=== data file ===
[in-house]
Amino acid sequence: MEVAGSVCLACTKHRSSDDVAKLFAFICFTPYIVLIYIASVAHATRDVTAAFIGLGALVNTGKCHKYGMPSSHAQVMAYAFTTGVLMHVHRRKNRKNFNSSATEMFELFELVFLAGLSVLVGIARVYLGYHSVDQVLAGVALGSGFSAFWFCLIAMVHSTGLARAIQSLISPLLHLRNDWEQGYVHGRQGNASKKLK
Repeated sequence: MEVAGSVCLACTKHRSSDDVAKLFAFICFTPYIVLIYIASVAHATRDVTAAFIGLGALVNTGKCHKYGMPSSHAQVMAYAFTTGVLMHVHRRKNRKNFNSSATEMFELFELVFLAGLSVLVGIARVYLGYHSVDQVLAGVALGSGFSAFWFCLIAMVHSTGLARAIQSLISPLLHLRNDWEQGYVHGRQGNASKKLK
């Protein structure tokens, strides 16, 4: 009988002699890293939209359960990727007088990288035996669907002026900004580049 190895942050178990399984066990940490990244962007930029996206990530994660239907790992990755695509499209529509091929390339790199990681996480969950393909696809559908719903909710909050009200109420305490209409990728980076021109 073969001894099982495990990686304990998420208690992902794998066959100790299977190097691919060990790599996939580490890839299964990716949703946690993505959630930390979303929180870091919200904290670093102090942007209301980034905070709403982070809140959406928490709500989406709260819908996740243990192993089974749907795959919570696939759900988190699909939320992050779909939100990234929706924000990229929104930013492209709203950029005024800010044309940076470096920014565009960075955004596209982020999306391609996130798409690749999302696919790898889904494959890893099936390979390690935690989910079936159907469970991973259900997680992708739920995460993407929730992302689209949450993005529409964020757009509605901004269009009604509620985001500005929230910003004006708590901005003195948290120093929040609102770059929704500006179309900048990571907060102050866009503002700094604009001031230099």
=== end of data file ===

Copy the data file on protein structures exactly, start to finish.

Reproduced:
[in-house]
Amino acid sequence: MEVAGSVCLACTKHRSSDDVAKLFAFICFTPYIVLIYIASVAHATRDVTAAFIGLGALVNTGKCHKYGMPSSHAQVMAYAFTTGVLMHVHRRKNRKNFNSSATEMFELFELVFLAGLSVLVGIARVYLGYHSVDQVLAGVALGSGFSAFWFCLIAMVHSTGLARAIQSLISPLLHLRNDWEQGYVHGRQGNASKKLK
Repeated sequence: MEVAGSVCLACTKHRSSDDVAKLFAFICFTPYIVLIYIASVAHATRDVTAAFIGLGALVNTGKCHKYGMPSSHAQVMAYAFTTGVLMHVHRRKNRKNFNSSATEMFELFELVFLAGLSVLVGIARVYLGYHSVDQVLAGVALGSGFSAFWFCLIAMVHSTGLARAIQSLISPLLHLRNDWEQGYVHGRQGNASKKLK
């Protein structure tokens, strides 16, 4: 009988002699890293939209359960990727007088990288035996669907002026900004580049 190895942050178990399984066990940490990244962007930029996206990530994660239907790992990755695509499209529509091929390339790199990681996480969950393909696809559908719903909710909050009200109420305490209409990728980076021109 073969001894099982495990990686304990998420208690992902794998066959100790299977190097691919060990790599996939580490890839299964990716949703946690993505959630930390979303929180870091919200904290670093102090942007209301980034905070709403982070809140959406928490709500989406709260819908996740243990192993089974749907795959919570696939759900988190699909939320992050779909939100990234929706924000990229929104930013492209709203950029005024800010044309940076470096920014565009960075955004596209982020999306391609996130798409690749999302696919790898889904494959890893099936390979390690935690989910079936159907469970991973259900997680992708739920995460993407929730992302689209949450993005529409964020757009509605901004269009009604509620985001500005929230910003004006708590901005003195948290120093929040609102770059929704500006179309900048990571907060102050866009503002700094604009001031230099």